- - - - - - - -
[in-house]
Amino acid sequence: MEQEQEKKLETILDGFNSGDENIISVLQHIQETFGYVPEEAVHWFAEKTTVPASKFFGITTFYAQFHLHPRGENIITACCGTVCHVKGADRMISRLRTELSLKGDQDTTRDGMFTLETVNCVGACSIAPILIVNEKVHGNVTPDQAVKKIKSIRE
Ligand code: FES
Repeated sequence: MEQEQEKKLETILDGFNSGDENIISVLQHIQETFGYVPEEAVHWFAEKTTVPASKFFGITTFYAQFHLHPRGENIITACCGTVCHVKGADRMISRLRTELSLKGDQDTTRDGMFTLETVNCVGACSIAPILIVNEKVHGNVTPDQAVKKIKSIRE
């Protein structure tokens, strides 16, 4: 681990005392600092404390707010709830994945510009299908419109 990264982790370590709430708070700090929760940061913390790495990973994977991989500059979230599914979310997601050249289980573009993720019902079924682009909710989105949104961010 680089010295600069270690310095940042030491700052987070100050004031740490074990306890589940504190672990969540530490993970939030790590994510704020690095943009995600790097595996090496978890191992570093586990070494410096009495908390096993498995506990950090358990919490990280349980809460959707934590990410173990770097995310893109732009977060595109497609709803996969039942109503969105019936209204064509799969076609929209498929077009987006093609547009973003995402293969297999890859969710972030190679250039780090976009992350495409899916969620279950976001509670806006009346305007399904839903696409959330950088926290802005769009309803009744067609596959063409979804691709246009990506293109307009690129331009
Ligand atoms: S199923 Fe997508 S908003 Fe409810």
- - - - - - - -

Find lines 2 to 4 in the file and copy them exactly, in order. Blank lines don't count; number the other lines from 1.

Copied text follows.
Amino acid sequence: MEQEQEKKLETILDGFNSGDENIISVLQHIQETFGYVPEEAVHWFAEKTTVPASKFFGITTFYAQFHLHPRGENIITACCGTVCHVKGADRMISRLRTELSLKGDQDTTRDGMFTLETVNCVGACSIAPILIVNEKVHGNVTPDQAVKKIKSIRE
Ligand code: FES
Repeated sequence: MEQEQEKKLETILDGFNSGDENIISVLQHIQETFGYVPEEAVHWFAEKTTVPASKFFGITTFYAQFHLHPRGENIITACCGTVCHVKGADRMISRLRTELSLKGDQDTTRDGMFTLETVNCVGACSIAPILIVNEKVHGNVTPDQAVKKIKSIRE